When I look at your work, I really love your shoot of Soft Wear, Changing Rooms and Golden Touch. 

What is yours? In all the stories you mentioned there are a lot of different textiles and soft materials such as velvet, the furry fabric used for the set as well as carpets and voluminous curtains, which is evidently something that I love. I love to wrap up bare rooms with fabrics and textiles and have the models interact with these dreamily soft sceneries.

What was your relation to fashion prior to working in this industry? Has it changed? 

I have always loved fashion. Nowadays, however, instead of imagining how I would wear something, I immediately think about how I could include a piece of clothing into one of my stories. So in a sense the passion has evolved from wearing clothes myself to the art of fashion. While I prefer to be dressed quite discreetly, my fashion taste is pretty much the complete opposite; I love unique materials, big silhouettes and strong color combinations, but I would never have dared to dress like this myself. I have found a way how to express myself by creating this image through my photography.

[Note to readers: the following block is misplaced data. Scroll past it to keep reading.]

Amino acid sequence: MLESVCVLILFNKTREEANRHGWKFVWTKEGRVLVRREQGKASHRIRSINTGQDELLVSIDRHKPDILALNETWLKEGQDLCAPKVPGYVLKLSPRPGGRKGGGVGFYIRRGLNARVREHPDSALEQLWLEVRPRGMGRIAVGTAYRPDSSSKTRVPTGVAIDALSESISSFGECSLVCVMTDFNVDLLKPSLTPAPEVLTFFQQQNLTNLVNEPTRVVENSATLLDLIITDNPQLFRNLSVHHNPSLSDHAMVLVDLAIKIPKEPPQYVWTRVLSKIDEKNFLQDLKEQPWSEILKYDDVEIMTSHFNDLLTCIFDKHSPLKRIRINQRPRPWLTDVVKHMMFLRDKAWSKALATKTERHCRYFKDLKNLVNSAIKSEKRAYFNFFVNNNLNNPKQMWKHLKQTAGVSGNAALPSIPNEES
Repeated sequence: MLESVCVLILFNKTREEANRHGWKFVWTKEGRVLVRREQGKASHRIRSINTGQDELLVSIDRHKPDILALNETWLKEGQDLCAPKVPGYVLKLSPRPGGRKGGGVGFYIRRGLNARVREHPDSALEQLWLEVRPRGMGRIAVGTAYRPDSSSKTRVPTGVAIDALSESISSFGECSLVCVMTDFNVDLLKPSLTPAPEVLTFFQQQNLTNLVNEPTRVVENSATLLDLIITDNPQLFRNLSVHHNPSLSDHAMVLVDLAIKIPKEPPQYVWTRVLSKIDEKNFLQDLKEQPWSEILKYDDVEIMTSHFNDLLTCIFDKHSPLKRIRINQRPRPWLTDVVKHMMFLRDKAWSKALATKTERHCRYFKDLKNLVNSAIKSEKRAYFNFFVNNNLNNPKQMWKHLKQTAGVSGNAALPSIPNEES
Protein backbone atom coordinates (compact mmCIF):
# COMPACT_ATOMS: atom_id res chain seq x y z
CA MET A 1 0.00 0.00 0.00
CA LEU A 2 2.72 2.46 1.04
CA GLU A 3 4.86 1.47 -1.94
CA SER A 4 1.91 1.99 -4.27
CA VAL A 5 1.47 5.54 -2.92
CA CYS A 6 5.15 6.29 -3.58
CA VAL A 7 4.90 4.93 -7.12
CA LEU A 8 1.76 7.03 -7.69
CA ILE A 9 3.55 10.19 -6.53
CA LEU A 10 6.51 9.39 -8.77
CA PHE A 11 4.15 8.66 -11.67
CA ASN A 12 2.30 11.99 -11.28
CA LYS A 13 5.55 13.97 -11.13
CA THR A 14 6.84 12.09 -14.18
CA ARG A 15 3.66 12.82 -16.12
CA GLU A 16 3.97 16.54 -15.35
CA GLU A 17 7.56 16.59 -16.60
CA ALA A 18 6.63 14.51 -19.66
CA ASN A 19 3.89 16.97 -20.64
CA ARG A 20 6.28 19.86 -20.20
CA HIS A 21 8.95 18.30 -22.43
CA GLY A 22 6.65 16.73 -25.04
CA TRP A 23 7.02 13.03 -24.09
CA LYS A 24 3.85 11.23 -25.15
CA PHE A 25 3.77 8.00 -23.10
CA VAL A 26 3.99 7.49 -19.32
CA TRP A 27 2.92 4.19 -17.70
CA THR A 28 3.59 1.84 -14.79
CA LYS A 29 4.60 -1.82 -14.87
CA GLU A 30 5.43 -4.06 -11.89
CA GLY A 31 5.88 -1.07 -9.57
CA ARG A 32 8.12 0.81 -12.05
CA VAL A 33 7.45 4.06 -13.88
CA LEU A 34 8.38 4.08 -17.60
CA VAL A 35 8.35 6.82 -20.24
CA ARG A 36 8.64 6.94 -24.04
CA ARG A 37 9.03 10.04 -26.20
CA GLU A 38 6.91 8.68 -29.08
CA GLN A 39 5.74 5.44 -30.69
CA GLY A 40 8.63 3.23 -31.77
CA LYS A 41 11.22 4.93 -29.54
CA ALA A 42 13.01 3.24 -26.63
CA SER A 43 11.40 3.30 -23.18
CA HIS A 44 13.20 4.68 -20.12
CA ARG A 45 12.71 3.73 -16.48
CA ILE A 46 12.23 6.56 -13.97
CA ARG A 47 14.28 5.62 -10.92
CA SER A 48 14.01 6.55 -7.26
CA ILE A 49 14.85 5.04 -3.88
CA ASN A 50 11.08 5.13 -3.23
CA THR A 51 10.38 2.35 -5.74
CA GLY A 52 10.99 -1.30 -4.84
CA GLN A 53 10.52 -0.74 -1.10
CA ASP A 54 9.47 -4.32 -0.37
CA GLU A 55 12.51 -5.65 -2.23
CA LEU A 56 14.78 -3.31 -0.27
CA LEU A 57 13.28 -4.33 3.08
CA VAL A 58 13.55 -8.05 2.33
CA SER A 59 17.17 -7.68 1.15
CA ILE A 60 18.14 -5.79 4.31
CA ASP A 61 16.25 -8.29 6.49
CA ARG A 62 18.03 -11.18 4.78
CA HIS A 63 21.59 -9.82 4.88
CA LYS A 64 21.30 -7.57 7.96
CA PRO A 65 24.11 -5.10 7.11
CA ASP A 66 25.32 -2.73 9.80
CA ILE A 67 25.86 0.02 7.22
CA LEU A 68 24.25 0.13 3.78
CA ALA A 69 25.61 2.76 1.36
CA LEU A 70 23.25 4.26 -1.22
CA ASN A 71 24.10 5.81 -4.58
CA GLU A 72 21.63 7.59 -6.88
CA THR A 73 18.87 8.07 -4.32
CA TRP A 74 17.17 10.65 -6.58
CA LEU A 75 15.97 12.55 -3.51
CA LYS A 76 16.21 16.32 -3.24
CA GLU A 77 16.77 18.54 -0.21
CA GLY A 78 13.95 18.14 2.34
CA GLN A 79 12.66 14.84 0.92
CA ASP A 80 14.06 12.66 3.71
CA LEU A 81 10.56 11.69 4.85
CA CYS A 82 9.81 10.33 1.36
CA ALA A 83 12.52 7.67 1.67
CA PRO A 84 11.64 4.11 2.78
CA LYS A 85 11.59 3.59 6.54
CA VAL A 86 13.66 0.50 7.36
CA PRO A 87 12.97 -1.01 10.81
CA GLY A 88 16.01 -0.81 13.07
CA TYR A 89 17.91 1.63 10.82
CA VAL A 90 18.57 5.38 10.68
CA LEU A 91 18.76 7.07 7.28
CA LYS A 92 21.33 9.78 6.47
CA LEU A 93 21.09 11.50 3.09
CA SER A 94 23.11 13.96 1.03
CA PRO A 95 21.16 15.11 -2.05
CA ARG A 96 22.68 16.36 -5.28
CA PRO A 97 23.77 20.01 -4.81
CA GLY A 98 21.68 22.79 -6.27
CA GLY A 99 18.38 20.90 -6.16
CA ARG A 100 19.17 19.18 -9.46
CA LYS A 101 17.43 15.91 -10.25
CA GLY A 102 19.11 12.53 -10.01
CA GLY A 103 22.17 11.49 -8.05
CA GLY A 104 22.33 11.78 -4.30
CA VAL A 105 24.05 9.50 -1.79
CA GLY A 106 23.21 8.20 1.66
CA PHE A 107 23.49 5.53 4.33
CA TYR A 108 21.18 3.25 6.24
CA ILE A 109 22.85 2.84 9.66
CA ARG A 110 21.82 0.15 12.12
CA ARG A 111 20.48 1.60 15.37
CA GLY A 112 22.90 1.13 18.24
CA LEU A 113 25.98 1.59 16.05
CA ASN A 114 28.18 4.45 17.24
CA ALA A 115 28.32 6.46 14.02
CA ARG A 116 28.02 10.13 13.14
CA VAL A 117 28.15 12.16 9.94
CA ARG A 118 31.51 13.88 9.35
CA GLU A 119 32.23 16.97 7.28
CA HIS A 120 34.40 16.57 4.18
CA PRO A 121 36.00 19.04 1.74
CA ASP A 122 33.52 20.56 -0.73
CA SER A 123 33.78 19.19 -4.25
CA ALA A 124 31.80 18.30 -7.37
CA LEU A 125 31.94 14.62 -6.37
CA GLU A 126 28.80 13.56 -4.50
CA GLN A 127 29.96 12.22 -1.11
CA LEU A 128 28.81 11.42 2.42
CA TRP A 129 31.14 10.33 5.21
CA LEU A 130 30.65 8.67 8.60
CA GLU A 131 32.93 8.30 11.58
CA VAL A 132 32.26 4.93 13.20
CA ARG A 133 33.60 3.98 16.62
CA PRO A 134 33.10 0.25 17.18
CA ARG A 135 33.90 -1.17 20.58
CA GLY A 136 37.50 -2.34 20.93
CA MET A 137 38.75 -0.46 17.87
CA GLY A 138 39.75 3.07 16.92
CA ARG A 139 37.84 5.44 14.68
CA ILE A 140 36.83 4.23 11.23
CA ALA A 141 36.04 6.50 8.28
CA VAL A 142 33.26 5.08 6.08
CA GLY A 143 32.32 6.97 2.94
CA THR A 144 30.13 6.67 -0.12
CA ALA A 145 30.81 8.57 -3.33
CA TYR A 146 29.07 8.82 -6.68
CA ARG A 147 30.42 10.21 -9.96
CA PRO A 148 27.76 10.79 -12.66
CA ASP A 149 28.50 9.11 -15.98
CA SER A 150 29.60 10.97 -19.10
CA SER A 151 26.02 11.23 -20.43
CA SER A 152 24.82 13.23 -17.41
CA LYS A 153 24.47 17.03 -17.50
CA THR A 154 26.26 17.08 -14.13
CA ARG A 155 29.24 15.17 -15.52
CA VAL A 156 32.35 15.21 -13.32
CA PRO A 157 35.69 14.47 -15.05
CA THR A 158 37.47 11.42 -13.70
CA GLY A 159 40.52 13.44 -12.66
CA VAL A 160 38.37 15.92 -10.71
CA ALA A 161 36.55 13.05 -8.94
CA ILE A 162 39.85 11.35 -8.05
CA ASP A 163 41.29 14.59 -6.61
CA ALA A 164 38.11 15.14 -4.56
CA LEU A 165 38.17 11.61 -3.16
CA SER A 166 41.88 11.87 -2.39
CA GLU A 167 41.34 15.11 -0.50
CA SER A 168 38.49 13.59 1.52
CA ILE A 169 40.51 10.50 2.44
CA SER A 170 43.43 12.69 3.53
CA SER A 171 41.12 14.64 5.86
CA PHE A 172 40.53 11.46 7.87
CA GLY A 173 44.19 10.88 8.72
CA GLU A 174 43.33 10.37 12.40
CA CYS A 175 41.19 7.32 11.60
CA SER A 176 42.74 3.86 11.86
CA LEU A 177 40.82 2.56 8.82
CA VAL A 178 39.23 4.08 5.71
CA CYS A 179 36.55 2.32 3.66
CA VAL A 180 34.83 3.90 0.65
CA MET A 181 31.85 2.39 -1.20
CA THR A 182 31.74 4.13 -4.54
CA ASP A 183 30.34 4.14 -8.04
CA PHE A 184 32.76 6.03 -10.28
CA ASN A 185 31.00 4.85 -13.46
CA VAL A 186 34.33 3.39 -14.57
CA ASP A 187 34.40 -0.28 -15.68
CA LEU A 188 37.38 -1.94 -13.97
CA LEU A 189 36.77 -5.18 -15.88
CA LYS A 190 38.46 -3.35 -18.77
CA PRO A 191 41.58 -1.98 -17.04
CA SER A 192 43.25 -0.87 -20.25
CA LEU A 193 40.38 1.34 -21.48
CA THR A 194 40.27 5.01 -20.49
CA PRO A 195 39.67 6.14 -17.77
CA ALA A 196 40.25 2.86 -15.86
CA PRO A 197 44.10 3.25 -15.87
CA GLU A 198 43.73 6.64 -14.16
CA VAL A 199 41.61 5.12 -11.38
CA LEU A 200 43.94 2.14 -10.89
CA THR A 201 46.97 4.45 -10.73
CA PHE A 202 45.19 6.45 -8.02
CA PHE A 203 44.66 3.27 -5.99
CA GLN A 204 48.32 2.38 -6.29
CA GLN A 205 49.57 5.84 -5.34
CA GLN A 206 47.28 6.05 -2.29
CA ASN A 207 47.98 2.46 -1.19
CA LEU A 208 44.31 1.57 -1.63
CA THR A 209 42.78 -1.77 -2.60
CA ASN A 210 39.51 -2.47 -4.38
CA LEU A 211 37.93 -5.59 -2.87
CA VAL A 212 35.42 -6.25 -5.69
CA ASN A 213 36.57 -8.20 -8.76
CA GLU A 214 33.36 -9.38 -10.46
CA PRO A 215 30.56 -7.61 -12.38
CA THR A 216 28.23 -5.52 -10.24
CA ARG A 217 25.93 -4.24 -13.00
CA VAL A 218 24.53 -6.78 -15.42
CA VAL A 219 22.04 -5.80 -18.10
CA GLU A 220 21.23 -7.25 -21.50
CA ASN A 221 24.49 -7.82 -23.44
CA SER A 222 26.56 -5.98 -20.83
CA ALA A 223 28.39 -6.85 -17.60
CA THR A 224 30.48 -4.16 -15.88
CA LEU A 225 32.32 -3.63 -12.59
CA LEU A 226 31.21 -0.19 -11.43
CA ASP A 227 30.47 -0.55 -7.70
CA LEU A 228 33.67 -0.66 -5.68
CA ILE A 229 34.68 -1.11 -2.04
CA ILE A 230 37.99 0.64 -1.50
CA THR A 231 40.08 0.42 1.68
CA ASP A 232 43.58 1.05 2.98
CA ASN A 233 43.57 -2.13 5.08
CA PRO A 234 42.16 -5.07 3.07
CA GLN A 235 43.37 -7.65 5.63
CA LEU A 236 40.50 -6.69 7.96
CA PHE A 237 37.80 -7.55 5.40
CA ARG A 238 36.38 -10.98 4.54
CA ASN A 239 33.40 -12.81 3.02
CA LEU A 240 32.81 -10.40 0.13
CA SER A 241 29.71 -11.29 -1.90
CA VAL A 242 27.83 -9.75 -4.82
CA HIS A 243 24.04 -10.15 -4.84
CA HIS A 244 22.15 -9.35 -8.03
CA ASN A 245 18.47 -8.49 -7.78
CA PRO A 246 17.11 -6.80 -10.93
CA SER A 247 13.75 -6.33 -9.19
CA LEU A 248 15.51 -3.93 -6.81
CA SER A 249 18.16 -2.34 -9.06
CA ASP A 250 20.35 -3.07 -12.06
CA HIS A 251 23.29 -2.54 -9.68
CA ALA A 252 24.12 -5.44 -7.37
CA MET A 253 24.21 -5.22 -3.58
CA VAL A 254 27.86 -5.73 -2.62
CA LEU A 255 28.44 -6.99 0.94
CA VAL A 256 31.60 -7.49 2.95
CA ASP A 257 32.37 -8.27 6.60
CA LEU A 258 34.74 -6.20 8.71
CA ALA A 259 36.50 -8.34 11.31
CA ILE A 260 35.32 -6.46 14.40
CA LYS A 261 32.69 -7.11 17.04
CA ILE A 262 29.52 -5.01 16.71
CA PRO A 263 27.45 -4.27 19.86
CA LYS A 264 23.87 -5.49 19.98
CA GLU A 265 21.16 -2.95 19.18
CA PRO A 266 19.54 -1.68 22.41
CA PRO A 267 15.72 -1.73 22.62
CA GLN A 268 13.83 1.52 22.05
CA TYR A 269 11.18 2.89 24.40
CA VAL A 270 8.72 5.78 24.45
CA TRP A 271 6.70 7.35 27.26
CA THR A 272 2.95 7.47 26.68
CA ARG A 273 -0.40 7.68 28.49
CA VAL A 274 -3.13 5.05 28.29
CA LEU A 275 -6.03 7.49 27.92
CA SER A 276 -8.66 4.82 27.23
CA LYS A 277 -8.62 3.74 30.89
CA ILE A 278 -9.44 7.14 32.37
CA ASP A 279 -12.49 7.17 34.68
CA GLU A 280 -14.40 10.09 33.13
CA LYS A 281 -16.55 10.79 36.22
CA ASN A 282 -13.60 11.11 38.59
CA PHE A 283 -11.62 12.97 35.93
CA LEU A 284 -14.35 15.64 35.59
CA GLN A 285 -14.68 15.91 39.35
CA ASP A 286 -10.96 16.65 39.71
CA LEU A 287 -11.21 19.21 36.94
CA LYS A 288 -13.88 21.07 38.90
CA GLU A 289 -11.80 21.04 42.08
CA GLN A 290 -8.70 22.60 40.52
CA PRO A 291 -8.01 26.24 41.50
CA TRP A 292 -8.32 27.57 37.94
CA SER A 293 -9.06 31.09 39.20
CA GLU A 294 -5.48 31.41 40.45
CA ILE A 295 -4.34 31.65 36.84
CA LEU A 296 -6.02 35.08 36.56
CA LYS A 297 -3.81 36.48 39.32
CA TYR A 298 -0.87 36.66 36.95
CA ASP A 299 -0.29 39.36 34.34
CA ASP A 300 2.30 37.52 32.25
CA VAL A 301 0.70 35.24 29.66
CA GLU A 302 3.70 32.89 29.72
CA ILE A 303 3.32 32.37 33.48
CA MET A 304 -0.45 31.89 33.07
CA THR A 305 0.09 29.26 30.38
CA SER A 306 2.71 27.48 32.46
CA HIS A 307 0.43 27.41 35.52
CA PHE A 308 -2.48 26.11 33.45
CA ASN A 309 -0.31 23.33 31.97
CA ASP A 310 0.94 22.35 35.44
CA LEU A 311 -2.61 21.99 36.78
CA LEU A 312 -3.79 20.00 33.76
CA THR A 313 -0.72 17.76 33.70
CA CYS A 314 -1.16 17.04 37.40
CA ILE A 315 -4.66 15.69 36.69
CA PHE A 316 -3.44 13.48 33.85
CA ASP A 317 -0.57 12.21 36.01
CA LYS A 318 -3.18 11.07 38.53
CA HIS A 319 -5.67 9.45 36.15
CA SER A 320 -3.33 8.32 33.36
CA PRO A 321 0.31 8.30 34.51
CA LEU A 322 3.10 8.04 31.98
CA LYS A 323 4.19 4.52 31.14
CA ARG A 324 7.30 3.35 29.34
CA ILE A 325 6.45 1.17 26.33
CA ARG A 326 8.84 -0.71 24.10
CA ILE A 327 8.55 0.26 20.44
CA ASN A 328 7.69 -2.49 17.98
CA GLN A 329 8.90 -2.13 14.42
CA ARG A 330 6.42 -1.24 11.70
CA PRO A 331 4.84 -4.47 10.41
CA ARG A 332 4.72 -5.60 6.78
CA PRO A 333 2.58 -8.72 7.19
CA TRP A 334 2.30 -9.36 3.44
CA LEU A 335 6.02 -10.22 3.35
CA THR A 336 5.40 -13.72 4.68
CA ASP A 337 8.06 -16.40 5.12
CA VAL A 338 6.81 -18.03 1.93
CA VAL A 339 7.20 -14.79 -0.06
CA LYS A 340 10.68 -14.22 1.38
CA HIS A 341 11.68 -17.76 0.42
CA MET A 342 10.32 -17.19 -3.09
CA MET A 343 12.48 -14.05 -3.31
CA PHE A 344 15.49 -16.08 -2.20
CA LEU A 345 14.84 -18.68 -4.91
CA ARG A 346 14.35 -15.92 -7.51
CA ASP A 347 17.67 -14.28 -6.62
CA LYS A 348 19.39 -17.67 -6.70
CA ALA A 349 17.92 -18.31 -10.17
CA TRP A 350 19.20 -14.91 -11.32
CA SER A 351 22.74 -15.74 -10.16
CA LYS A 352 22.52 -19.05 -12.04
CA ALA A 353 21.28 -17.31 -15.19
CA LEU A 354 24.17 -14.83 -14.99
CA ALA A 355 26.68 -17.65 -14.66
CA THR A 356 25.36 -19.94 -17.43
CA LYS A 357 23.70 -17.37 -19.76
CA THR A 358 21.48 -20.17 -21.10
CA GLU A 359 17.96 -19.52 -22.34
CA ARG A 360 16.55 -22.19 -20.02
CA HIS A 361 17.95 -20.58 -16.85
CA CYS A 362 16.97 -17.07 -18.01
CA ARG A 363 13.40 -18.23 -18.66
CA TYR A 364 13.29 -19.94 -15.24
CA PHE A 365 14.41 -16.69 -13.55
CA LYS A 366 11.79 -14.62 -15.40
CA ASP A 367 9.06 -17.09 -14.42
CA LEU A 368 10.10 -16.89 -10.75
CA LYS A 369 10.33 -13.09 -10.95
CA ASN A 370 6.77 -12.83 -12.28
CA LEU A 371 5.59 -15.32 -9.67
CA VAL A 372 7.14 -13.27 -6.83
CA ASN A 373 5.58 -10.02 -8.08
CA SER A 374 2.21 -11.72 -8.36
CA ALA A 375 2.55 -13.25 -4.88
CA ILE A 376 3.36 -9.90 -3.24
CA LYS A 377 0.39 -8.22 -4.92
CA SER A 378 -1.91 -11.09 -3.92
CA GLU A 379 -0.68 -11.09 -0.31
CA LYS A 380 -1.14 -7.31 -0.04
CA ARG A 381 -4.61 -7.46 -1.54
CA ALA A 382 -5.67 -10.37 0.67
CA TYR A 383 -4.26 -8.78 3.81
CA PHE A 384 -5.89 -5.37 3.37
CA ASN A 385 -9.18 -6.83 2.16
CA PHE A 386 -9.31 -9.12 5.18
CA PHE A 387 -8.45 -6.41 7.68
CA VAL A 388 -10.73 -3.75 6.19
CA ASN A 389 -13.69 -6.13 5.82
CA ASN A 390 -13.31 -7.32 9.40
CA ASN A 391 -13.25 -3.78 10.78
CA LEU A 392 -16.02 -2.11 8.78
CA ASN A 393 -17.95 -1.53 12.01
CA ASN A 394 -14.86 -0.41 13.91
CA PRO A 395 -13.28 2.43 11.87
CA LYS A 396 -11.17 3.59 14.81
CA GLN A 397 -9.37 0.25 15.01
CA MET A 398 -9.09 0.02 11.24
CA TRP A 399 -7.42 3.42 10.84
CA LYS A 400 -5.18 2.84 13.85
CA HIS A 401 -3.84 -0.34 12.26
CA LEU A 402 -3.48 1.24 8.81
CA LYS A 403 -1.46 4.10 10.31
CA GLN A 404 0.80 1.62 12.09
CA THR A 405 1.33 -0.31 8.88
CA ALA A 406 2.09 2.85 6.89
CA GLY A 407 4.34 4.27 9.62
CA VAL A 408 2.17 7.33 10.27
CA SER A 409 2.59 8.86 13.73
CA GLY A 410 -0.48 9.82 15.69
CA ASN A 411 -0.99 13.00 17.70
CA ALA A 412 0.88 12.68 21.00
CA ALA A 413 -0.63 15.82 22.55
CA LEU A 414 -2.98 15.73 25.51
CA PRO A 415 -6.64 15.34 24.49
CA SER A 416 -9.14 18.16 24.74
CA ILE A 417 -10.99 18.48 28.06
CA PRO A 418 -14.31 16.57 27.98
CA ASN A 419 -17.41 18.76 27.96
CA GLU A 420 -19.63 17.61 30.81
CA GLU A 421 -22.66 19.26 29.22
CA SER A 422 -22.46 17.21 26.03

What qualities do you value in an agent or booker?

I value my agents greatly. They are the bridge between the client and myself, which allows me to solely focus on my craft. In my opinion a good agent always negotiates in my best interest, knows the industry inside out but also doesn’t forget the human element to the relationship.

What is the most valuable piece of advice you were ever given and what advice would you have wished for earlier on in your career? 

That I must find my own visual language and stay true to it. I wish I had realised earlier how important it is for me to work out a good daily structure, which gives me the stability that working as a freelance photographer does not bring.

What is your next big project or goal for your career? 

I am working on broadening my photography from not only working with models but also with dancers and athletes, which is something that has been in the works for a while and I am very excited about it!

Is there anything in particular you'd like to accomplish?
The most important thing for me is to continue doing what fulfills me, no matter how the narrative changes.